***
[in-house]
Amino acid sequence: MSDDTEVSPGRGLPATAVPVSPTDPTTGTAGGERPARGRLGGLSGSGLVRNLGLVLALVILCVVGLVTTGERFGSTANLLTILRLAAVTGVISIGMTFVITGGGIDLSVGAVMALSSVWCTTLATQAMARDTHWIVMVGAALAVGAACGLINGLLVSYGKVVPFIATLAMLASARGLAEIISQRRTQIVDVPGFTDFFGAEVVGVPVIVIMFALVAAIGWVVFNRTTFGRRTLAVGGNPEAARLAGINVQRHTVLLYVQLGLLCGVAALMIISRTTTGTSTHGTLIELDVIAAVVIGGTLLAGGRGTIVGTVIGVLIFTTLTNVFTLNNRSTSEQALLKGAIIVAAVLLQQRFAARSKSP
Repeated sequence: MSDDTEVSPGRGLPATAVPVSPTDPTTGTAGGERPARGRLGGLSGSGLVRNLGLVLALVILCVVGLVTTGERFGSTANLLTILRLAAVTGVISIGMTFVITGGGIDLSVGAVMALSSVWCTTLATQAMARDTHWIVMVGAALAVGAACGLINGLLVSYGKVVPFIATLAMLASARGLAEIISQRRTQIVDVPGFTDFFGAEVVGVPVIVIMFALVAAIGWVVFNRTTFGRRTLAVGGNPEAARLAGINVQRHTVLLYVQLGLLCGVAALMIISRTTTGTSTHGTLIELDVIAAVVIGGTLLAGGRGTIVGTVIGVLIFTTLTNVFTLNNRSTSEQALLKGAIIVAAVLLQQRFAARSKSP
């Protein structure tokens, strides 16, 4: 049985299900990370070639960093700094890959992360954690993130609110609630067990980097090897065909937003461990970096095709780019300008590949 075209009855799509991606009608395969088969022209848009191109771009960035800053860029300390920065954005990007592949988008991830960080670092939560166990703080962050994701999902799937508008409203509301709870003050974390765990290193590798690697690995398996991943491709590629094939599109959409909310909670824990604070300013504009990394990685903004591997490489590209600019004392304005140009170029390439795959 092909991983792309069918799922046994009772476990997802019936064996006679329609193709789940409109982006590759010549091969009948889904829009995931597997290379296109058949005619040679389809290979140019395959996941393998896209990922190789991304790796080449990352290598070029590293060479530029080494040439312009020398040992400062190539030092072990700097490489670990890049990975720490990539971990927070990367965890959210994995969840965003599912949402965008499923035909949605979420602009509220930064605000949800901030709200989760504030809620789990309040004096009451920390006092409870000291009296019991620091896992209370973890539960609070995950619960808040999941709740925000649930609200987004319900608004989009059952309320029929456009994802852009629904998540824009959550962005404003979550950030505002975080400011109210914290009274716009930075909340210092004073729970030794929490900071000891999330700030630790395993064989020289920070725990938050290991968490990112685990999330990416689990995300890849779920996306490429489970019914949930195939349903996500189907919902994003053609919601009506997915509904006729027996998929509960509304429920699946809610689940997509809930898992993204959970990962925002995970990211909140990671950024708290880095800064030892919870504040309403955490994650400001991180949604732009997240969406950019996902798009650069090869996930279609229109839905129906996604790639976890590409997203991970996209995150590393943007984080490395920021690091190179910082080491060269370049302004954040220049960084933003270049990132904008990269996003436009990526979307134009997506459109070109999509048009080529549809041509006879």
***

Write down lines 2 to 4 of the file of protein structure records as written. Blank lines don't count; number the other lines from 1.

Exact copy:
Amino acid sequence: MSDDTEVSPGRGLPATAVPVSPTDPTTGTAGGERPARGRLGGLSGSGLVRNLGLVLALVILCVVGLVTTGERFGSTANLLTILRLAAVTGVISIGMTFVITGGGIDLSVGAVMALSSVWCTTLATQAMARDTHWIVMVGAALAVGAACGLINGLLVSYGKVVPFIATLAMLASARGLAEIISQRRTQIVDVPGFTDFFGAEVVGVPVIVIMFALVAAIGWVVFNRTTFGRRTLAVGGNPEAARLAGINVQRHTVLLYVQLGLLCGVAALMIISRTTTGTSTHGTLIELDVIAAVVIGGTLLAGGRGTIVGTVIGVLIFTTLTNVFTLNNRSTSEQALLKGAIIVAAVLLQQRFAARSKSP
Repeated sequence: MSDDTEVSPGRGLPATAVPVSPTDPTTGTAGGERPARGRLGGLSGSGLVRNLGLVLALVILCVVGLVTTGERFGSTANLLTILRLAAVTGVISIGMTFVITGGGIDLSVGAVMALSSVWCTTLATQAMARDTHWIVMVGAALAVGAACGLINGLLVSYGKVVPFIATLAMLASARGLAEIISQRRTQIVDVPGFTDFFGAEVVGVPVIVIMFALVAAIGWVVFNRTTFGRRTLAVGGNPEAARLAGINVQRHTVLLYVQLGLLCGVAALMIISRTTTGTSTHGTLIELDVIAAVVIGGTLLAGGRGTIVGTVIGVLIFTTLTNVFTLNNRSTSEQALLKGAIIVAAVLLQQRFAARSKSP
């Protein structure tokens, strides 16, 4: 049985299900990370070639960093700094890959992360954690993130609110609630067990980097090897065909937003461990970096095709780019300008590949 075209009855799509991606009608395969088969022209848009191109771009960035800053860029300390920065954005990007592949988008991830960080670092939560166990703080962050994701999902799937508008409203509301709870003050974390765990290193590798690697690995398996991943491709590629094939599109959409909310909670824990604070300013504009990394990685903004591997490489590209600019004392304005140009170029390439795959 092909991983792309069918799922046994009772476990997802019936064996006679329609193709789940409109982006590759010549091969009948889904829009995931597997290379296109058949005619040679389809290979140019395959996941393998896209990922190789991304790796080449990352290598070029590293060479530029080494040439312009020398040992400062190539030092072990700097490489670990890049990975720490990539971990927070990367965890959210994995969840965003599912949402965008499923035909949605979420602009509220930064605000949800901030709200989760504030809620789990309040004096009451920390006092409870000291009296019991620091896992209370973890539960609070995950619960808040999941709740925000649930609200987004319900608004989009059952309320029929456009994802852009629904998540824009959550962005404003979550950030505002975080400011109210914290009274716009930075909340210092004073729970030794929490900071000891999330700030630790395993064989020289920070725990938050290991968490990112685990999330990416689990995300890849779920996306490429489970019914949930195939349903996500189907919902994003053609919601009506997915509904006729027996998929509960509304429920699946809610689940997509809930898992993204959970990962925002995970990211909140990671950024708290880095800064030892919870504040309403955490994650400001991180949604732009997240969406950019996902798009650069090869996930279609229109839905129906996604790639976890590409997203991970996209995150590393943007984080490395920021690091190179910082080491060269370049302004954040220049960084933003270049990132904008990269996003436009990526979307134009997506459109070109999509048009080529549809041509006879």